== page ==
Denise Davis has led a life filled with more than enough experiences to script a movie. The singer, who has focused her musical skills on Christian music, went from singing in recording studios when she was still a teen to winning the Miss Alabama pageant and then being diagnosed with a life changing illness.

Born in Russellville, Alabama, Denise was only fifteen when she began singing in the famous music center of Muscle Shoals, Alabama, recording and learning about the music business.

"As long as I can remember breathing, I was singing," the pretty brunette recalls. "My mom, who is a piano and voice teacher, says I would stand right up there beside her in churches where she was playing and just sing my heart out. She says I was singing 'Do You Know My Jesus' before I was talking."

"Do You Know My Jesus" was a perfect choice for the young girl to sing, for as she matured and ventured out into the world, it was the fact that she knew Jesus that kept her going. After singing in the church choir and learning as much as she could about the music business in Muscle Shoals, Denise realized she needed to further hone her skills as a performer. She discovered that the talent portion of the Miss Alabama Pageant was then fifty percent of the competition, so she decided to give it a shot. At seventeen she competed in the Miss Point Mallard pageant (a Miss Alabama preliminary) and lost, but a woman came up to her that night and made a statement that changed her life.

"She told me if I would lose twenty pounds and get rid of my stringy hair, I could win the Miss Alabama competition," Denise says. "I didn't have a clue who she was but when I asked around I found out that she was the head of the Miss Alabama Pageant. I won a scholarship to a modeling school for winning the talent competition of the Miss Point Mallard pageant, so I decided I was going to give it a year and if I didn't win the Miss Alabama title, I'd go back to Muscle Shoals and get back to work on my recording career."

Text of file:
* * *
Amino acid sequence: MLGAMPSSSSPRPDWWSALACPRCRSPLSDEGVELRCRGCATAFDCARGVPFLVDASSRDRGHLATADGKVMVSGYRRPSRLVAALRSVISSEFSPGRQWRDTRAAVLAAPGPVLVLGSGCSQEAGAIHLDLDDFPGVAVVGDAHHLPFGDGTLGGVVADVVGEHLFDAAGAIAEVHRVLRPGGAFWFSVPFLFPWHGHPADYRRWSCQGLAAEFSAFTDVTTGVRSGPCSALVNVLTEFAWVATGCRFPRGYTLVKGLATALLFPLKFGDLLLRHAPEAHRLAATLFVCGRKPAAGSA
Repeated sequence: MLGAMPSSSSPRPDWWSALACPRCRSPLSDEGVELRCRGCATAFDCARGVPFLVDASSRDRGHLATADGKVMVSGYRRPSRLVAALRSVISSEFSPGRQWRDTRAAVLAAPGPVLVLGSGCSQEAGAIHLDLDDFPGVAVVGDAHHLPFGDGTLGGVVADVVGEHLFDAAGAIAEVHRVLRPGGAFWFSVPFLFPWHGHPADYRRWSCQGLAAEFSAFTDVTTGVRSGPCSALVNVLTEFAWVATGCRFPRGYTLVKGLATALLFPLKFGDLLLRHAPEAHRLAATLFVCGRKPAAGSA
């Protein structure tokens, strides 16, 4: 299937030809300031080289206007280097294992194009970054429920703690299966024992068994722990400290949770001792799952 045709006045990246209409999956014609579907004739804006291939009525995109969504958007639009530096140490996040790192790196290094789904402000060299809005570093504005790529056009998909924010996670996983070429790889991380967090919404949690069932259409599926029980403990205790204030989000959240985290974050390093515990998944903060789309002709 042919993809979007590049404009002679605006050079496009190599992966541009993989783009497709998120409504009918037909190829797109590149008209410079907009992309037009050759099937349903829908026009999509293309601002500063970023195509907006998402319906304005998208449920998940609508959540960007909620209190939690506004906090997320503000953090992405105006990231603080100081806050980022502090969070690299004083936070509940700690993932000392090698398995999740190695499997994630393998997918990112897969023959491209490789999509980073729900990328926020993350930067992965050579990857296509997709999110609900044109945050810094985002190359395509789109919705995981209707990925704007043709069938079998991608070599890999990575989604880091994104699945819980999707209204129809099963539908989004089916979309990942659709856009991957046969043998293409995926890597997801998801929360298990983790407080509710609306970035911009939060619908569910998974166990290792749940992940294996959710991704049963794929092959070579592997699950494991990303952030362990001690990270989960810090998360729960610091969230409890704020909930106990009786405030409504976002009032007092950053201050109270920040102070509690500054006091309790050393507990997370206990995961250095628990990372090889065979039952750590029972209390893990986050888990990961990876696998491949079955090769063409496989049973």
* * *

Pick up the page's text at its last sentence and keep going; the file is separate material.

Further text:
A year later, at the age of eighteen, Denise became the youngest girl to win the Miss Alabama contest. "I was in the top ten, but didn't really expect to win. When they called my name they literally had to come and pull me out of the line -- I just couldn't believe it," Denise says.

She went on to represent her state in the Miss America Pageant and, although she didn't win the Miss America title, Denise did perform in the Miss America USO Tour of the Orient the following summer. Afterward she went to college at the University of Alabama at Florence on full scholarship.

After a couple years Denise made the decision to continue with her music and moved to Nashville, Tennessee. Soon after she joined a rock band, toured the country and learned a lot about honky tonks and bars and the people who frequent them. "The first time I was ever in a bar was the first night I played in one," she says. "I stayed with the band for four years. I thought I had to pay my dues in Nashville and that was how you did it."

After leaving the band, Denise competed in the Wrangler Starsearch competition and won, which opened the door for her to be the opening act for folks like John Anderson, Lee Greenwood, George Jones and The Gatlin Brothers. She started writing songs and getting a few recorded. She was also recording jingles; was a regular performer on "Church Street Station" a program on The Nashville Network; co-hosted a syndicated television show; and was a vocalist for the soundtracks for the daytime dramas "Santa Barbara" and "Sunset Beach". In addition to all that, she was modeling for companies like Castner Knott department store, Drexel Heritage Furniture and Maybelline.